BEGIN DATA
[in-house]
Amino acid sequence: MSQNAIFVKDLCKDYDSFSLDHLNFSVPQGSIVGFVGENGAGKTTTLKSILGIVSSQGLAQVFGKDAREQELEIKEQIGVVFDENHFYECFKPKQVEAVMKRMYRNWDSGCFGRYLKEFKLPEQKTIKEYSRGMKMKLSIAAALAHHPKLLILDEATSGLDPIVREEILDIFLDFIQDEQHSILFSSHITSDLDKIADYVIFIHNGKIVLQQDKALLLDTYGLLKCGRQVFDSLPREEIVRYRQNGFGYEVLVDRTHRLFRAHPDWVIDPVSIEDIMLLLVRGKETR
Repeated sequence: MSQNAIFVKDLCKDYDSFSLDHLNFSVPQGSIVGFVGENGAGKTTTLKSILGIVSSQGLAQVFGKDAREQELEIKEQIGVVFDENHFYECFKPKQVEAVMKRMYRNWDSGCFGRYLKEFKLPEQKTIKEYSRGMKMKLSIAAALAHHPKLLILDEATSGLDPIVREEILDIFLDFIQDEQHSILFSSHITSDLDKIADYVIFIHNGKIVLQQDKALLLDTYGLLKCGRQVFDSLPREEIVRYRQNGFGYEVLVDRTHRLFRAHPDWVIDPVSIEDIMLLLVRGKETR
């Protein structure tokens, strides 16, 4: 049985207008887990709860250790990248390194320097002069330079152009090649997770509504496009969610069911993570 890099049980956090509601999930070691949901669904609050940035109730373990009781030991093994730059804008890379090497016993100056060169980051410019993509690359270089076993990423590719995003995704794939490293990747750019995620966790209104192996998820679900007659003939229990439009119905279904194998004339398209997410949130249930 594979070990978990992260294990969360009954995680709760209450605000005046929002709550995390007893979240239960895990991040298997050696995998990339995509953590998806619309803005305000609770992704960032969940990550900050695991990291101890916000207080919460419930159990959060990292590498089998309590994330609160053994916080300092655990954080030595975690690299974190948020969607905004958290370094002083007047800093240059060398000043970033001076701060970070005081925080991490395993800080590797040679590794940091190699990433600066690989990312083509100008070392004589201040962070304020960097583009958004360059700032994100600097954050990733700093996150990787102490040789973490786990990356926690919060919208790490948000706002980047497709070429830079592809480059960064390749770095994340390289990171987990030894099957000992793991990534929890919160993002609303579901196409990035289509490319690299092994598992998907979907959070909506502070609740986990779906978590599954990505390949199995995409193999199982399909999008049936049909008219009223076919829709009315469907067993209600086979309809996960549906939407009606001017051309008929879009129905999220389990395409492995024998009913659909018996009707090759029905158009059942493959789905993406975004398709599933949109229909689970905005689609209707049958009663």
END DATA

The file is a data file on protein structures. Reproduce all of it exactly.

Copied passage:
[in-house]
Amino acid sequence: MSQNAIFVKDLCKDYDSFSLDHLNFSVPQGSIVGFVGENGAGKTTTLKSILGIVSSQGLAQVFGKDAREQELEIKEQIGVVFDENHFYECFKPKQVEAVMKRMYRNWDSGCFGRYLKEFKLPEQKTIKEYSRGMKMKLSIAAALAHHPKLLILDEATSGLDPIVREEILDIFLDFIQDEQHSILFSSHITSDLDKIADYVIFIHNGKIVLQQDKALLLDTYGLLKCGRQVFDSLPREEIVRYRQNGFGYEVLVDRTHRLFRAHPDWVIDPVSIEDIMLLLVRGKETR
Repeated sequence: MSQNAIFVKDLCKDYDSFSLDHLNFSVPQGSIVGFVGENGAGKTTTLKSILGIVSSQGLAQVFGKDAREQELEIKEQIGVVFDENHFYECFKPKQVEAVMKRMYRNWDSGCFGRYLKEFKLPEQKTIKEYSRGMKMKLSIAAALAHHPKLLILDEATSGLDPIVREEILDIFLDFIQDEQHSILFSSHITSDLDKIADYVIFIHNGKIVLQQDKALLLDTYGLLKCGRQVFDSLPREEIVRYRQNGFGYEVLVDRTHRLFRAHPDWVIDPVSIEDIMLLLVRGKETR
């Protein structure tokens, strides 16, 4: 049985207008887990709860250790990248390194320097002069330079152009090649997770509504496009969610069911993570 890099049980956090509601999930070691949901669904609050940035109730373990009781030991093994730059804008890379090497016993100056060169980051410019993509690359270089076993990423590719995003995704794939490293990747750019995620966790209104192996998820679900007659003939229990439009119905279904194998004339398209997410949130249930 594979070990978990992260294990969360009954995680709760209450605000005046929002709550995390007893979240239960895990991040298997050696995998990339995509953590998806619309803005305000609770992704960032969940990550900050695991990291101890916000207080919460419930159990959060990292590498089998309590994330609160053994916080300092655990954080030595975690690299974190948020969607905004958290370094002083007047800093240059060398000043970033001076701060970070005081925080991490395993800080590797040679590794940091190699990433600066690989990312083509100008070392004589201040962070304020960097583009958004360059700032994100600097954050990733700093996150990787102490040789973490786990990356926690919060919208790490948000706002980047497709070429830079592809480059960064390749770095994340390289990171987990030894099957000992793991990534929890919160993002609303579901196409990035289509490319690299092994598992998907979907959070909506502070609740986990779906978590599954990505390949199995995409193999199982399909999008049936049909008219009223076919829709009315469907067993209600086979309809996960549906939407009606001017051309008929879009129905999220389990395409492995024998009913659909018996009707090759029905158009059942493959789905993406975004398709599933949109229909689970905005689609209707049958009663």